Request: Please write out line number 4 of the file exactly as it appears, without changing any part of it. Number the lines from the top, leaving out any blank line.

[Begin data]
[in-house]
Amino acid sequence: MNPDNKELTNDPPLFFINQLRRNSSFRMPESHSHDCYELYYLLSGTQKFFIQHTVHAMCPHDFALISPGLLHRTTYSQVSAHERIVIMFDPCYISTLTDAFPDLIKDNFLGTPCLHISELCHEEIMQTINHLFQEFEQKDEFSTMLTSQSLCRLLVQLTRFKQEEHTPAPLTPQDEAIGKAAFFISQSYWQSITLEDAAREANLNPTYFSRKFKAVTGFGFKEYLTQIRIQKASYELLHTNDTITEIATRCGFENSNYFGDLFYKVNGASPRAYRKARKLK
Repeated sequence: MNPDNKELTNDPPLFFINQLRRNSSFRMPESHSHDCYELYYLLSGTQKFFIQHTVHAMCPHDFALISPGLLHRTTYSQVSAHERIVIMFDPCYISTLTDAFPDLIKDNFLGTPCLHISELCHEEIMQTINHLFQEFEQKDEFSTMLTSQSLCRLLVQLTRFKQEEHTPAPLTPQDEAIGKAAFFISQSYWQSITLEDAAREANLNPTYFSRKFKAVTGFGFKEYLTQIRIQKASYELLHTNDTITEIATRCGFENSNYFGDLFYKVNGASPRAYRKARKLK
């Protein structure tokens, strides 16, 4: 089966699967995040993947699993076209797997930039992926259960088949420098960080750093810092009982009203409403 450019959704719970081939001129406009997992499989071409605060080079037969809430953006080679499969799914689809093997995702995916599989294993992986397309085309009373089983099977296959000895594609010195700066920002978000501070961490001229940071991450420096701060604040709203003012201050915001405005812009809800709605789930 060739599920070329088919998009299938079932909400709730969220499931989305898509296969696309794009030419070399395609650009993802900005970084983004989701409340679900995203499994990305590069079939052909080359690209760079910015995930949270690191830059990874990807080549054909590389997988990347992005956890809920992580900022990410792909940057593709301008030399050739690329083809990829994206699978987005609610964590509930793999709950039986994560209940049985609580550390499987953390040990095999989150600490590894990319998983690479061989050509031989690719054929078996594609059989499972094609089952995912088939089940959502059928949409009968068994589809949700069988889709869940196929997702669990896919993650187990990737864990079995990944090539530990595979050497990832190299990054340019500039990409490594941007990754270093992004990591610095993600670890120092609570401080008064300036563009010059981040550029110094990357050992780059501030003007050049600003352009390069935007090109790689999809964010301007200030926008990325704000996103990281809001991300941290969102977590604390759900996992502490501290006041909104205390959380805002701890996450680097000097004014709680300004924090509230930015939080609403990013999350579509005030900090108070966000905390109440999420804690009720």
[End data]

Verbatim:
């Protein structure tokens, strides 16, 4: 089966699967995040993947699993076209797997930039992926259960088949420098960080750093810092009982009203409403 450019959704719970081939001129406009997992499989071409605060080079037969809430953006080679499969799914689809093997995702995916599989294993992986397309085309009373089983099977296959000895594609010195700066920002978000501070961490001229940071991450420096701060604040709203003012201050915001405005812009809800709605789930 060739599920070329088919998009299938079932909400709730969220499931989305898509296969696309794009030419070399395609650009993802900005970084983004989701409340679900995203499994990305590069079939052909080359690209760079910015995930949270690191830059990874990807080549054909590389997988990347992005956890809920992580900022990410792909940057593709301008030399050739690329083809990829994206699978987005609610964590509930793999709950039986994560209940049985609580550390499987953390040990095999989150600490590894990319998983690479061989050509031989690719054929078996594609059989499972094609089952995912088939089940959502059928949409009968068994589809949700069988889709869940196929997702669990896919993650187990990737864990079995990944090539530990595979050497990832190299990054340019500039990409490594941007990754270093992004990591610095993600670890120092609570401080008064300036563009010059981040550029110094990357050992780059501030003007050049600003352009390069935007090109790689999809964010301007200030926008990325704000996103990281809001991300941290969102977590604390759900996992502490501290006041909104205390959380805002701890996450680097000097004014709680300004924090509230930015939080609403990013999350579509005030900090108070966000905390109440999420804690009720």